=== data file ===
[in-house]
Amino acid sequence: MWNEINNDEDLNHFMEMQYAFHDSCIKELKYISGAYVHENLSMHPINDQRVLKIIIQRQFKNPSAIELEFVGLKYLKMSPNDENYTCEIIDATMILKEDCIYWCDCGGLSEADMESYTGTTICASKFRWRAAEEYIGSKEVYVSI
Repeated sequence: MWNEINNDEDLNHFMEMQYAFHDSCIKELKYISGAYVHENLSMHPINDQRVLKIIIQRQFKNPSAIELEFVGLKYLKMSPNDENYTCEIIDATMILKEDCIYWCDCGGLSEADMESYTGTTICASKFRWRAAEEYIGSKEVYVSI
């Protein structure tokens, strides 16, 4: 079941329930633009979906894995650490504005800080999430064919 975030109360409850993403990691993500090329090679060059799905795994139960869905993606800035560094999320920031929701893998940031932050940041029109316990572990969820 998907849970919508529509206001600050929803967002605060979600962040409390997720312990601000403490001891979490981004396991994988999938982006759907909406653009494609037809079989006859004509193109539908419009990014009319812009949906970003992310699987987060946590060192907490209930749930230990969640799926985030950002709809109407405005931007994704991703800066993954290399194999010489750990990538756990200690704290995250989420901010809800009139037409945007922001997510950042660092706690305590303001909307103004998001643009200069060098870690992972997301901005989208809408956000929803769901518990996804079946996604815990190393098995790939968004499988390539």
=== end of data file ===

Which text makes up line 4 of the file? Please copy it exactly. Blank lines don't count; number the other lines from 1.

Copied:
């Protein structure tokens, strides 16, 4: 079941329930633009979906894995650490504005800080999430064919 975030109360409850993403990691993500090329090679060059799905795994139960869905993606800035560094999320920031929701893998940031932050940041029109316990572990969820 998907849970919508529509206001600050929803967002605060979600962040409390997720312990601000403490001891979490981004396991994988999938982006759907909406653009494609037809079989006859004509193109539908419009990014009319812009949906970003992310699987987060946590060192907490209930749930230990969640799926985030950002709809109407405005931007994704991703800066993954290399194999010489750990990538756990200690704290995250989420901010809800009139037409945007922001997510950042660092706690305590303001909307103004998001643009200069060098870690992972997301901005989208809408956000929803769901518990996804079946996604815990190393098995790939968004499988390539």